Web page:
Meanwhile, in emerging markets such as India, where agriculture plays a dominant role, less than 30 percent of employment is exposed to AI. Brazil and South Africa are closer to 40 percent. In these countries, the immediate risk from AI may be reduced, but there may also be fewer opportunities for AI-driven productivity boosts.

Over time, labor-saving AI could threaten developing economies that rely heavily on labor-intensive sectors, especially in services. Think of call centers in India: tasks that have been offshored to emerging markets could be re-shored to advanced economies and replaced by AI. This could put developing economies’ traditional competitive advantage in the global market at risk and potentially make income convergence between them and advanced economies more difficult.

Redefining human

Then there are, of course, the myriad ethical questions that AI raises.

What’s remarkable about the latest wave of generative AI technology is its ability to distill massive amounts of knowledge into a convincing set of messages. AI doesn’t just think and learn fast—it now speaks like us, too.

This has deeply disturbed scholars such as Yuval Harari. Through its mastery of language, Harari argues, AI could form close relationships with people, using “fake intimacy” to influence our opinions and worldviews. That has the potential to destabilize societies. It may even undermine our basic understanding of human civilization, given that our cultural norms, from religion to nationhood, are based on accepted social narratives.

It’s telling that even the pioneers of AI technology are wary of the existential risks it poses. Earlier this year, more than 350 AI industry leaders signed a statement calling for global priority to be placed on mitigating the risk of “extinction” from AI. In doing so, they put the risk on par with pandemics and nuclear wars.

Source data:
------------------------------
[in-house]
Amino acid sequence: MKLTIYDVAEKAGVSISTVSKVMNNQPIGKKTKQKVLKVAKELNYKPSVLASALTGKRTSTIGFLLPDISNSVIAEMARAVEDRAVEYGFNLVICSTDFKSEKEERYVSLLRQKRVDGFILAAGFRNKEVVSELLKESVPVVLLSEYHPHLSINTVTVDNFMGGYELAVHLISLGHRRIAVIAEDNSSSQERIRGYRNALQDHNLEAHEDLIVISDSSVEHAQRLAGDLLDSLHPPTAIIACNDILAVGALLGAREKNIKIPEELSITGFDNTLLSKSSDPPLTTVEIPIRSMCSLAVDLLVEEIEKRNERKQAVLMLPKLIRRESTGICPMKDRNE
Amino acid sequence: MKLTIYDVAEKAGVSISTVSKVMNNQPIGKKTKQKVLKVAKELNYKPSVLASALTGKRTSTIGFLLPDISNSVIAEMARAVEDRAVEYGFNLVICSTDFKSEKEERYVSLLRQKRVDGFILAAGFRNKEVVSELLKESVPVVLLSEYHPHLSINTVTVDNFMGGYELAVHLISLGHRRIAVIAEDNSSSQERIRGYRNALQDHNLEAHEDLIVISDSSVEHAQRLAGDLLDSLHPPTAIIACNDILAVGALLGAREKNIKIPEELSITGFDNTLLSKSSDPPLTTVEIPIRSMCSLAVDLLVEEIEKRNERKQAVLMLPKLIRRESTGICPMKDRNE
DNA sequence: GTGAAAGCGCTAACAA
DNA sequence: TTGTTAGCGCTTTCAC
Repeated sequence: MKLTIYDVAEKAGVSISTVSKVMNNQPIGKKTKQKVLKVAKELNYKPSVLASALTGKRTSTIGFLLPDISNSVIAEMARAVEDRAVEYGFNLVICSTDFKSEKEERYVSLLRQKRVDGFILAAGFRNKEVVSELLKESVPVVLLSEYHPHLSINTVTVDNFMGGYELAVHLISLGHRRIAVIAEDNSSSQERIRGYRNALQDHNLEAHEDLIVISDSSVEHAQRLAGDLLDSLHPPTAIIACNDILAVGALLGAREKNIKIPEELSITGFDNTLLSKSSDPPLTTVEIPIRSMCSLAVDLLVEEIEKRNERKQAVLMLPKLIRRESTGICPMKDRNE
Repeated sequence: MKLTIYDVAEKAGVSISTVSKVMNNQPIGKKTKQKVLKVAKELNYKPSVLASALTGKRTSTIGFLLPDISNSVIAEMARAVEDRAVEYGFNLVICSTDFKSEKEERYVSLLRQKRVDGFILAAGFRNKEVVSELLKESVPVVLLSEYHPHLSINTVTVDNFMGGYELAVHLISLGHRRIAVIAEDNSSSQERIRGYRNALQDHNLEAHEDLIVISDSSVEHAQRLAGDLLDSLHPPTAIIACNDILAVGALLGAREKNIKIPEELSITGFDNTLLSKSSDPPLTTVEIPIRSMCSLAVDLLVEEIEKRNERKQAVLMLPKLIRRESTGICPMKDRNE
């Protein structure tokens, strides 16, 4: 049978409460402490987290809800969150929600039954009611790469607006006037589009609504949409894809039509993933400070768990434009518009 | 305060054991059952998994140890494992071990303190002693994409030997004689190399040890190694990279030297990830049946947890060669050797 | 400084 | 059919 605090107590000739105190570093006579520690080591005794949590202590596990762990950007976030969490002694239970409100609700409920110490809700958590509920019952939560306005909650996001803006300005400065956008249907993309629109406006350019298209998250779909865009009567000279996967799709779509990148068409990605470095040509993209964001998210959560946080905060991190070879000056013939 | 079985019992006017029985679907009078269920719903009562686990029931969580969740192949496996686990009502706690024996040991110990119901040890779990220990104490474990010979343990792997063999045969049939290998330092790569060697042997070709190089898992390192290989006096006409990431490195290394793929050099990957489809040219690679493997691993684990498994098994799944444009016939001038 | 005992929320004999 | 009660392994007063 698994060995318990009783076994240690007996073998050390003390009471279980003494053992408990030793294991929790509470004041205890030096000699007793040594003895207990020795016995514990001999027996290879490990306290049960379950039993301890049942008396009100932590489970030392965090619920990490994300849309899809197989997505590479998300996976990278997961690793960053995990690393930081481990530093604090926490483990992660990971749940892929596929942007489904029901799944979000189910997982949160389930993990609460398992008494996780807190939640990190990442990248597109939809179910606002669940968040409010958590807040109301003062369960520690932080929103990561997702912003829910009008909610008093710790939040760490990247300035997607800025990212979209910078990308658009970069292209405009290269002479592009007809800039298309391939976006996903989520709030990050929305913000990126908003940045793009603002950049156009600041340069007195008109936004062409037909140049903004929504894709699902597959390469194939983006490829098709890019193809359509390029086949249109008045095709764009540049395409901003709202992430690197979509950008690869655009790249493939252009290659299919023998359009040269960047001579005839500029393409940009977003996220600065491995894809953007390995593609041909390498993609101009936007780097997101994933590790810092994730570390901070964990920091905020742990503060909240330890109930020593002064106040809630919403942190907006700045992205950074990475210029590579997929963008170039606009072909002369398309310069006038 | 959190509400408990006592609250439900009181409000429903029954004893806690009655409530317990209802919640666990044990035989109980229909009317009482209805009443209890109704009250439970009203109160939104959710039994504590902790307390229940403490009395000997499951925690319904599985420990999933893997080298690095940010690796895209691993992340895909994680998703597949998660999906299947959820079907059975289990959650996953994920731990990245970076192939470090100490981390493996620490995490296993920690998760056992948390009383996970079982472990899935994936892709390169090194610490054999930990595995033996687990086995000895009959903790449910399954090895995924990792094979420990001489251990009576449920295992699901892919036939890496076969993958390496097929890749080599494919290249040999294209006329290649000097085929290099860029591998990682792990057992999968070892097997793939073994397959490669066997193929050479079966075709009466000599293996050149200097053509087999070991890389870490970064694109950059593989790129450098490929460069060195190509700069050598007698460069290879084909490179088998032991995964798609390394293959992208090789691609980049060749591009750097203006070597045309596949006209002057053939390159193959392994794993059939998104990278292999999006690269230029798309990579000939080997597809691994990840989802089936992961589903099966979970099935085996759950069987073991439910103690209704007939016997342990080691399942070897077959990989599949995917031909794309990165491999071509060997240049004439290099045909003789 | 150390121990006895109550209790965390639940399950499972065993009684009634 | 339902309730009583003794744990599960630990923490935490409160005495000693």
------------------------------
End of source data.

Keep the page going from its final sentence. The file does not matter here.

Already, AI is being used to complement judgments traditionally made by humans. For example, the financial services industry has been quick to adapt this technology to a wide range of applications, including introducing it to help conduct risk assessments and credit underwriting and recommend investments. But as another recent IMF paper shows, there are risks here. As we know, herd mentality in the financial sector can drive stability risks, and a financial system that relies on only a few AI models could put herd mentality on steroids. In addition, a lack of transparency behind this incredibly complex technology will make it difficult to analyze decisions when things go wrong.

Data privacy is another concern, as firms could unknowingly put confidential data into the public domain. And knowing the serious concerns about embedded bias with AI, relying on bots to determine who gets a loan could exacerbate inequality. Suffice it to say, without proper oversight, AI tools could actually increase risks to the financial system and undermine financial stability.